Several years ago, Paul Krugman and Steve Keen engaged in an enlightening back-and-forth about banking, money and credit. The discussion examined whether banks lend existing money (implying money is neutral) or newly create the money they lend (money is not neutral).

 Economist Category Result
Krugman (2012) Money is neutral Banks lend already existing money
Keen (2011, 2017) Money is not neutral Banks newly create the money they lend

In support of neutral money (mainstream view), Krugman (2012) casually asserts:

“Think of it this way: when debt is rising, it’s not the economy, as a whole borrowing more money. It is rather, a case of less patient people – people who, for whatever reason want to spend sooner rather than later – borrowing from more patient people.”

Read more…

Re-estimating wealth inequality in the United States

November 16, 2018 3 comments

from David Ruccio and Jamie Morgan and the current issue of RWER

If we return to the World Inequality Lab, the share for the top 1 percent in the United States is higher than the global figure. It was, for example, an astounding 41.8 percent in 2012 and 35 percent in 2014 (compared to 45.3 percent for the bottom 90 percent of households) However, depending on how it is measured, actual wealth inequality may be even higher.

Read more…

Hype and facts on free trade

November 12, 2018 4 comments

from C. P. Chandrasekhar

Voices questioning the claim that nations and the majority of their people stand to gain from global trade are growing louder. The one difference now is that the leading protagonist of protectionism is not a developing country, but global hegemon United States under Donald Trump. Free trade benefits big corporations with production facilities abroad, Trump argues, while harming those looking for a decent livelihood working in America. With time Trump has made clear that his words are not mere rhetoric, matching them with tariffs that have frightened European and North American allies and US corporations, besides troubling the likes of China and Japan. A nation that pushed for freer trade is now building economic walls along its borders. This turn in policy at the metropolitan core not only undermines the case for free trade among other nations, but revives arguments usually advanced by developing countries. The benefits of trade under capitalism, they hold, tend to be distributed unequally among nations. They sometimes fail to mention that at the national level as well the gains are asymmetrically distributed, favouring the more powerful.  Read more…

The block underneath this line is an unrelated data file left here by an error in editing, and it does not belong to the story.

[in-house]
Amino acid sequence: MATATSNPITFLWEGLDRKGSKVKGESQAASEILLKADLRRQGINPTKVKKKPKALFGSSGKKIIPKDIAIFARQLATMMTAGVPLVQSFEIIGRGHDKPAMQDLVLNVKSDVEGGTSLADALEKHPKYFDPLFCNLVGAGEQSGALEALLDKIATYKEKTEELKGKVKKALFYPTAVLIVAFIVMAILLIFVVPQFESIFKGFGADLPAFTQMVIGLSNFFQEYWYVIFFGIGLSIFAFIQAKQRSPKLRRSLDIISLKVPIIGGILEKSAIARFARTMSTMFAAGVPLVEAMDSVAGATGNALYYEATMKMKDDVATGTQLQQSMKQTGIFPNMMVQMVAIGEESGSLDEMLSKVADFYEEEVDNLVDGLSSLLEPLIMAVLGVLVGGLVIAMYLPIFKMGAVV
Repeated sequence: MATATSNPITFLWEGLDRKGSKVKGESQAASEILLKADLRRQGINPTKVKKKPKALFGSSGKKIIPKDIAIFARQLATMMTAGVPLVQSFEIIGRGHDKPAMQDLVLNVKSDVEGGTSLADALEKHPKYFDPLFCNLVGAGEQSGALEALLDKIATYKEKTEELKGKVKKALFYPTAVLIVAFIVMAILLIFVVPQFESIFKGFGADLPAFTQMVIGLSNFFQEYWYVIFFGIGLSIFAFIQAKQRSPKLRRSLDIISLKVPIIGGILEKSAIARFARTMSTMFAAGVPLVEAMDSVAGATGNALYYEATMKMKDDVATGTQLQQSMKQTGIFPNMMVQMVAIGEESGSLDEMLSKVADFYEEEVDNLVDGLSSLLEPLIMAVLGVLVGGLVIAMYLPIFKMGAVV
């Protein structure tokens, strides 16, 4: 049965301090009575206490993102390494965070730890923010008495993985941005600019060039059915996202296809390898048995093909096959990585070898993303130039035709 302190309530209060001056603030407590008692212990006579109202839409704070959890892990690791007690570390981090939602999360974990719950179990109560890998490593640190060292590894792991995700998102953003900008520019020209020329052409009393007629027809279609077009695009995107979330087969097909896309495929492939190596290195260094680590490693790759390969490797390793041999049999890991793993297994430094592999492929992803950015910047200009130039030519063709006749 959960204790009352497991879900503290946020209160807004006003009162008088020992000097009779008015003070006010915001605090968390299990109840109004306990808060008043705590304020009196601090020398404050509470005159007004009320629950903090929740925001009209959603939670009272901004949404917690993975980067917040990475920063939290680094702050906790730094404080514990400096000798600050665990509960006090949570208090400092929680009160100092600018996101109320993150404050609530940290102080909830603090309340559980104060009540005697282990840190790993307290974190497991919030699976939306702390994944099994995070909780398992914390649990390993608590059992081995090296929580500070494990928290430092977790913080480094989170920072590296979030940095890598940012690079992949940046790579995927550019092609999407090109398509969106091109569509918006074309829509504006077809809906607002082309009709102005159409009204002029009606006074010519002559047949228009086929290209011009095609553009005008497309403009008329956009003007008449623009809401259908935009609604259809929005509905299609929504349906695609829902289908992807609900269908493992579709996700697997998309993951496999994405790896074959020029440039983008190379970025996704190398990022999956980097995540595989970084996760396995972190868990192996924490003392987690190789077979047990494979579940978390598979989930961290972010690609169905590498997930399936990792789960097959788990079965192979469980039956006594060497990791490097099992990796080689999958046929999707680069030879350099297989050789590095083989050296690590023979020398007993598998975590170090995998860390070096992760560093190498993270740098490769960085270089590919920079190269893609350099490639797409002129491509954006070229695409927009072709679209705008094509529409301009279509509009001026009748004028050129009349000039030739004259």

India’s wealthy barely pay taxes

November 7, 2018 2 comments

from C. P. Chandrasekhar and Jayati Ghosh

Figure 1: India has very unequal wealth distribution

Source: Credit Suisse Global Wealth Report, 2018.

India is often mistakenly seen as a country with relatively low economic inequality. In fact, there were always very significant economic inequalities in India, which intersected with social and locational inequalities in complex ways. More significantly, the country’s inequalities widened after the internal and external economic liberalization measures from the early 1990s, which attracted global financial investors and boosted economic growth considerably.   Read more…

The Nordhaus Racket: How to use capitalization to minimize the cost of climate change and win a ‘Nobel’ for ‘sustainable growth’

November 5, 2018 7 comments

from Shimshon Bichler and Jonathan Nitzan

The LA Times called the bluff: William D. Nordhaus won the Nobel prize in economics for a climate model that minimized the cost of rising global temperatures and undermined the need for urgent action.

‘The economics Nobel went to a guy who enabled climate change denial and delay’:

It has been a scary month in climate science. Hurricane Michael and a frightening report from the U.N. Intergovernmental Panel on Climate Change underlined the potential costs of human-caused global warming. Then to add insult to injury, William Nordhaus won the economics Nobel Prize.